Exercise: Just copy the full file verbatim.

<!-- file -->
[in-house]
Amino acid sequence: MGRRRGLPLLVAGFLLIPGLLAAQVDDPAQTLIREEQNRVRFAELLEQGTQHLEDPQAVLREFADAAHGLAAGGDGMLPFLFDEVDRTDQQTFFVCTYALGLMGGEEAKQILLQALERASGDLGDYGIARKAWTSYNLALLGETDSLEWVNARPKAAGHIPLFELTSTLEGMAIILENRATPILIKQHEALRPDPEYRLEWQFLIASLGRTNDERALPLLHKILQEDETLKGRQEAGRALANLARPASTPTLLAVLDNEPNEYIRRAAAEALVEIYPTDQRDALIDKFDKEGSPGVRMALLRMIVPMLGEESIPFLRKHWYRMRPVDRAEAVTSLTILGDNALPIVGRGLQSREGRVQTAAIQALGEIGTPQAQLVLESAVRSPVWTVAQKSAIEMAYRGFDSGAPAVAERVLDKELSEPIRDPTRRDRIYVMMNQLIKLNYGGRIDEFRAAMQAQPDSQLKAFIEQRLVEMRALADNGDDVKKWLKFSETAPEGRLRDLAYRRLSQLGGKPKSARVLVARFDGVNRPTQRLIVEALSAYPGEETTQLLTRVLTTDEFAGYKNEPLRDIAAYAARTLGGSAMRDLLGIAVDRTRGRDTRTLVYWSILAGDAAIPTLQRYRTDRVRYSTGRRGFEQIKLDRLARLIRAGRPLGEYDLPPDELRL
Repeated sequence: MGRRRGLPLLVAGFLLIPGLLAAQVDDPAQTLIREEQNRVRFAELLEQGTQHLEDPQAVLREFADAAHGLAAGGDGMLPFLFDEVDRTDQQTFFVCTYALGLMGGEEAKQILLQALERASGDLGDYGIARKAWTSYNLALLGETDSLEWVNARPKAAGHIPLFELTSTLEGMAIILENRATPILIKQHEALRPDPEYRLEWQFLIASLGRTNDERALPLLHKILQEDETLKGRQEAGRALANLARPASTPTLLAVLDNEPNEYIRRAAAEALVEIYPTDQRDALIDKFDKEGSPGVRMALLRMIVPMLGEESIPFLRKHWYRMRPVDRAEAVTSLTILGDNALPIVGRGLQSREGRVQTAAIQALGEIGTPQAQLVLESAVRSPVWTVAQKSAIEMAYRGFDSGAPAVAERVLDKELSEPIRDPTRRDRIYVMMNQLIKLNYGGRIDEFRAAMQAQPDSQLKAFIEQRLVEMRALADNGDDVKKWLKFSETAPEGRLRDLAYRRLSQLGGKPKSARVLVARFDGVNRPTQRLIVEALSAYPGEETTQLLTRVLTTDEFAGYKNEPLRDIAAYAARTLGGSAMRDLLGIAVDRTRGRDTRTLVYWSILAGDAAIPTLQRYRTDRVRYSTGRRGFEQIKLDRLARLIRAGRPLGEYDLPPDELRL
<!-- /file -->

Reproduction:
[in-house]
Amino acid sequence: MGRRRGLPLLVAGFLLIPGLLAAQVDDPAQTLIREEQNRVRFAELLEQGTQHLEDPQAVLREFADAAHGLAAGGDGMLPFLFDEVDRTDQQTFFVCTYALGLMGGEEAKQILLQALERASGDLGDYGIARKAWTSYNLALLGETDSLEWVNARPKAAGHIPLFELTSTLEGMAIILENRATPILIKQHEALRPDPEYRLEWQFLIASLGRTNDERALPLLHKILQEDETLKGRQEAGRALANLARPASTPTLLAVLDNEPNEYIRRAAAEALVEIYPTDQRDALIDKFDKEGSPGVRMALLRMIVPMLGEESIPFLRKHWYRMRPVDRAEAVTSLTILGDNALPIVGRGLQSREGRVQTAAIQALGEIGTPQAQLVLESAVRSPVWTVAQKSAIEMAYRGFDSGAPAVAERVLDKELSEPIRDPTRRDRIYVMMNQLIKLNYGGRIDEFRAAMQAQPDSQLKAFIEQRLVEMRALADNGDDVKKWLKFSETAPEGRLRDLAYRRLSQLGGKPKSARVLVARFDGVNRPTQRLIVEALSAYPGEETTQLLTRVLTTDEFAGYKNEPLRDIAAYAARTLGGSAMRDLLGIAVDRTRGRDTRTLVYWSILAGDAAIPTLQRYRTDRVRYSTGRRGFEQIKLDRLARLIRAGRPLGEYDLPPDELRL
Repeated sequence: MGRRRGLPLLVAGFLLIPGLLAAQVDDPAQTLIREEQNRVRFAELLEQGTQHLEDPQAVLREFADAAHGLAAGGDGMLPFLFDEVDRTDQQTFFVCTYALGLMGGEEAKQILLQALERASGDLGDYGIARKAWTSYNLALLGETDSLEWVNARPKAAGHIPLFELTSTLEGMAIILENRATPILIKQHEALRPDPEYRLEWQFLIASLGRTNDERALPLLHKILQEDETLKGRQEAGRALANLARPASTPTLLAVLDNEPNEYIRRAAAEALVEIYPTDQRDALIDKFDKEGSPGVRMALLRMIVPMLGEESIPFLRKHWYRMRPVDRAEAVTSLTILGDNALPIVGRGLQSREGRVQTAAIQALGEIGTPQAQLVLESAVRSPVWTVAQKSAIEMAYRGFDSGAPAVAERVLDKELSEPIRDPTRRDRIYVMMNQLIKLNYGGRIDEFRAAMQAQPDSQLKAFIEQRLVEMRALADNGDDVKKWLKFSETAPEGRLRDLAYRRLSQLGGKPKSARVLVARFDGVNRPTQRLIVEALSAYPGEETTQLLTRVLTTDEFAGYKNEPLRDIAAYAARTLGGSAMRDLLGIAVDRTRGRDTRTLVYWSILAGDAAIPTLQRYRTDRVRYSTGRRGFEQIKLDRLARLIRAGRPLGEYDLPPDELRL